Last reviewed 12/2022
The likelihood of developing ALD is dependent upon:
- drinking pattern - daily drinking is more dangerous than intermittent consumption which enables the liver to recover. Also, the likelihood of ALD increases with the number of years of regular drinking.
- sex - women are more susceptible to hepatic injury and are more likely to relapse after treatment. Blood ethanol levels following a standard dose of alcohol are higher in women than men. Women are also more likely to progress from hepatitis to cirrhosis even if they stop drinking.
- genetic - twin studies show that half of the variability in susceptibility to ALD is genetic. However, no single genetic marker has been identified. The genetic differences are probably in the enzyme systems which metabolise alcohol i.e. the alcohol dehydrogenase and microsomal ethanol oxidising system. The MEOS is inactive in Orientals and accounts for their poor tolerance.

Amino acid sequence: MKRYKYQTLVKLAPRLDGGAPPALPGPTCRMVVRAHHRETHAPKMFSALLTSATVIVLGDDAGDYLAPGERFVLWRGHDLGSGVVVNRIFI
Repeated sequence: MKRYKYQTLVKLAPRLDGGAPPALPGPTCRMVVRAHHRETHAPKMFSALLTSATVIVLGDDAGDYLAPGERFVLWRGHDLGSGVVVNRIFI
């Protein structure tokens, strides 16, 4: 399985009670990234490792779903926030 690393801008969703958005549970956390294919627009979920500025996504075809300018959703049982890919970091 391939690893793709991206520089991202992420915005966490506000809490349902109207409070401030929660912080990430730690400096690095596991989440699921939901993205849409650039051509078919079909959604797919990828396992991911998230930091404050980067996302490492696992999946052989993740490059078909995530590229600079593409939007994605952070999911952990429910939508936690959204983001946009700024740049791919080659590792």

- nutrition - poor nutrition and alcohol hepato-toxicity act synergistically. Alcohol may increase requirements for nutrients such as choline and folic acid. Nutritional deficiency, especially of protein, may enhance alcohol toxicity by depleting hepatic amino acids and enzymes.
- coexistence of viral infections (hepatitis B and C) increases the severity of ALD